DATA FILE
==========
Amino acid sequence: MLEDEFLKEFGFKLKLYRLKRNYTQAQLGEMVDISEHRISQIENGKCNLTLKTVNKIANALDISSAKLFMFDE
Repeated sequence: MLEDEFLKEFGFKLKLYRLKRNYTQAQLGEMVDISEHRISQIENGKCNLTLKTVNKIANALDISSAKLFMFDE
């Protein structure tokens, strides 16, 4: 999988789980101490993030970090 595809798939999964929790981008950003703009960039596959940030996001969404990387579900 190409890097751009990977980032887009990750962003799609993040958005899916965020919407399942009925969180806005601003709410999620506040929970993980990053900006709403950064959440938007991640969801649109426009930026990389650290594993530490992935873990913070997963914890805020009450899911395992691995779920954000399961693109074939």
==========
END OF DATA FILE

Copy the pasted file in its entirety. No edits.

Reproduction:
Amino acid sequence: MLEDEFLKEFGFKLKLYRLKRNYTQAQLGEMVDISEHRISQIENGKCNLTLKTVNKIANALDISSAKLFMFDE
Repeated sequence: MLEDEFLKEFGFKLKLYRLKRNYTQAQLGEMVDISEHRISQIENGKCNLTLKTVNKIANALDISSAKLFMFDE
């Protein structure tokens, strides 16, 4: 999988789980101490993030970090 595809798939999964929790981008950003703009960039596959940030996001969404990387579900 190409890097751009990977980032887009990750962003799609993040958005899916965020919407399942009925969180806005601003709410999620506040929970993980990053900006709403950064959440938007991640969801649109426009930026990389650290594993530490992935873990913070997963914890805020009450899911395992691995779920954000399961693109074939």